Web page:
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2020-2-26 3:23:46

Bird Flu Believed Endemic in Asia, Winter Outbreak Likely
submited by kickingbird at Aug, 20, 2004 16:25 PM from Reuters

BEIJING (Reuters) - The unexpected discovery of a deadly bird flu strain in Malaysia after summer cases elsewhere in Southeast Asia indicated a major winter outbreak was likely, international health experts said on Friday.

A strain of bird flu blamed for 27 deaths in Asia this year has been found in Malaysia and hundreds of birds have been gassed this week and their carcasses burned to contain the outbreak.

The latest deaths from the H5N1 strain of avian influenza were of three people in Vietnam this month.

"This is a great concern. It says to me that the virus is endemic in the region," virologist Dr. Robert Webster of St. Jude Children´s Research Hospital in Memphis, Tennessee, told a Beijing symposium.

The outbreak in Malaysia was the country´s first, and while no human cases have been confirmed, the World Health Organization has said there is a risk the virus could jump to humans, with pandemic potential.

A total of 15 outbreaks of highly pathogenic avian flu have been reported since 1950, five of them big, said Dr. Klaus Stohr of the Department of Communicable Disease Surveillance and Response under the WHO Global Influenza Program.

"The one this year is even bigger. What we are seeing is completely unprecedented," Stohr told Reuters on the sidelines of the Beijing symposium.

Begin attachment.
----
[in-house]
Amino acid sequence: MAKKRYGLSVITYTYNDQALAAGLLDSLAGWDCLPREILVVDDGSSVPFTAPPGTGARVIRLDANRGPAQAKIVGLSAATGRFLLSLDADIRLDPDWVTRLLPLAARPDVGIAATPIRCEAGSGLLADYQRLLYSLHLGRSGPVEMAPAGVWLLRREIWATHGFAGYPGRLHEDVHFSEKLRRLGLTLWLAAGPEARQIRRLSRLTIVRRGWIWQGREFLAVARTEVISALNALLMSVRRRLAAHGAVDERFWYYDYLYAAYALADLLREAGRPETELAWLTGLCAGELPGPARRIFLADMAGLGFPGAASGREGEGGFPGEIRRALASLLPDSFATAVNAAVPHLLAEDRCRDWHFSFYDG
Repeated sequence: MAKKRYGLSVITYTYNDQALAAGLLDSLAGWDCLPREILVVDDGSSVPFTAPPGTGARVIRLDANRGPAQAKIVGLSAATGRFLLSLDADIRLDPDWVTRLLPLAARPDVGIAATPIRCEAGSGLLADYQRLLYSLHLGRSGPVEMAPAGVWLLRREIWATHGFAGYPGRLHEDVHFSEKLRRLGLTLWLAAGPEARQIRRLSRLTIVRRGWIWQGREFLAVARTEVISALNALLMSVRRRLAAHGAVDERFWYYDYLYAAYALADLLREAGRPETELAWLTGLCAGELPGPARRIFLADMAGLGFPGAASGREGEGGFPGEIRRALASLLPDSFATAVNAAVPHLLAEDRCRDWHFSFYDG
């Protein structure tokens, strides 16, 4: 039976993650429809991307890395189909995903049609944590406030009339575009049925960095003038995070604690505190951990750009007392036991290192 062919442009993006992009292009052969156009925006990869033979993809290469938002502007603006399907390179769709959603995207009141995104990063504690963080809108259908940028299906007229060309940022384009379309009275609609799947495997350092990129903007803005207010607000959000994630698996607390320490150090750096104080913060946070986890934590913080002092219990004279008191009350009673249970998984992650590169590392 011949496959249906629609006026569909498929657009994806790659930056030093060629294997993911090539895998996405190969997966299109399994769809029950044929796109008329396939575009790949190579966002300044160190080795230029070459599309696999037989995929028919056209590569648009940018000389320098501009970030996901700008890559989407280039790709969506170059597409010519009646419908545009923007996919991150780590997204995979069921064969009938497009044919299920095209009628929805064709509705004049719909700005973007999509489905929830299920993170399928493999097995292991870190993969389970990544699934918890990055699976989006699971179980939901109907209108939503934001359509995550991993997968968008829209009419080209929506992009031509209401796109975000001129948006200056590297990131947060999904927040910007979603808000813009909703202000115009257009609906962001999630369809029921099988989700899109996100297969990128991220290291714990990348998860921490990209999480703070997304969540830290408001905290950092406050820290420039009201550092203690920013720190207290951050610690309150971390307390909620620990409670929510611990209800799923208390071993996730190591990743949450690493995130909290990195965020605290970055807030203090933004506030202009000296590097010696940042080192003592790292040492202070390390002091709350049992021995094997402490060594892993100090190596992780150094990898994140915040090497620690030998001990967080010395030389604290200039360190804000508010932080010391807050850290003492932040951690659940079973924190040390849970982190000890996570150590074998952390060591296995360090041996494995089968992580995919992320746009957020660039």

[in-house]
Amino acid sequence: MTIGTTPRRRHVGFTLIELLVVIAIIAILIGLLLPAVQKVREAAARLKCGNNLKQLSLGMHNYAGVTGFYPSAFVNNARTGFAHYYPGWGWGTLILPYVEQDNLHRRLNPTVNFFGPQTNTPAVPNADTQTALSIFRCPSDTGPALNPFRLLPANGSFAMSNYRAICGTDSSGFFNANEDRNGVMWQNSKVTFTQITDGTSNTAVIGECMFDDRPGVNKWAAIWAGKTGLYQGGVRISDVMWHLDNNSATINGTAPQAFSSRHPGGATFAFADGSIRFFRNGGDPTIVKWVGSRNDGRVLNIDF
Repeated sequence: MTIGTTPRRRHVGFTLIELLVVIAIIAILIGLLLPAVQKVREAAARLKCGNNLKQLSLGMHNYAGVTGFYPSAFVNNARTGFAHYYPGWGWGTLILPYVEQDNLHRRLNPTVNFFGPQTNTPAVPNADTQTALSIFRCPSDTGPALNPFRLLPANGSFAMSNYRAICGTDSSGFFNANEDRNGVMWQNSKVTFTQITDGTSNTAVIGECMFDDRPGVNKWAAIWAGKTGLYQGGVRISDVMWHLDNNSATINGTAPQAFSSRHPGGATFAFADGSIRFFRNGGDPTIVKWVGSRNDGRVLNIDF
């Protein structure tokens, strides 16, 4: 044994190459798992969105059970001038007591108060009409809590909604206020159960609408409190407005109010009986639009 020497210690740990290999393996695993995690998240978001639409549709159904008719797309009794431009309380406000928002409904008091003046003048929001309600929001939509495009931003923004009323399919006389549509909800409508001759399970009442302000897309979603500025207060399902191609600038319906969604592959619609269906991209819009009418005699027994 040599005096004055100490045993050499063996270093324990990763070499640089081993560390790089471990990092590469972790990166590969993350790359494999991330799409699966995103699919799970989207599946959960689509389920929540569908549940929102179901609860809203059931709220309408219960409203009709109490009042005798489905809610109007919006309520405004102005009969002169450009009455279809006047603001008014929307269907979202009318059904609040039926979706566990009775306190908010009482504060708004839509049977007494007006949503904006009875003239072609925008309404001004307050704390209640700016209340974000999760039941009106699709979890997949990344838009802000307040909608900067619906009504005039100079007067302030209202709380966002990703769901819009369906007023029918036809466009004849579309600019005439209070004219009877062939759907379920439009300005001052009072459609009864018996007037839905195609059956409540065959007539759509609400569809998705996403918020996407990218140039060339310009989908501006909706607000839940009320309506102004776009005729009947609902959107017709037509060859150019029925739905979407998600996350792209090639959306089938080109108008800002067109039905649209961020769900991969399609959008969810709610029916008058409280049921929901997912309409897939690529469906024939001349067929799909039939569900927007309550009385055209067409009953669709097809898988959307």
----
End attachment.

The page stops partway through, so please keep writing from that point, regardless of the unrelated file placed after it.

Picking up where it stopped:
"The probability of the continuation of the outbreak is relatively high. The virus appears endemic, with a foothold in domesticated bird populations."

In rallying to stem the spread of the disease, many Asian countries could look to China as a model, health experts said.

China has had success in controlling outbreaks of bird flu, mostly in its southern provinces, despite being the world´s most populous country in terms of both humans and poultry.

"They can move in very quickly," said Stohr of the Chinese officials´ response.

China´s combined methods of vaccination, culling and careful surveillance could yield good results elsewhere, he said.

China has vaccinated more than 11 million birds and culled another 8 million to rein in outbreaks that have infected 150,000 birds and killed 120,000 this year, Chen Hualan from the Chinese Academy of Agriculture said in her speech.

Yet even such strict measures may not be enough to rule out future outbreaks completely.

"The key element in control and prevention is controlling birds´ movements," said Stohr.

Trading of fighting cocks may have circumvented control measures in Thailand and Vietnam and led to outbreaks in areas thought to be safe.

Migrating birds pose a potentially greater danger because infected birds could pass the virus to uncontaminated populations of domesticated poultry. "That would be a new paradigm, making it not only endemic in poultry, but circulating, and that would complicate control efforts," Stohr said.

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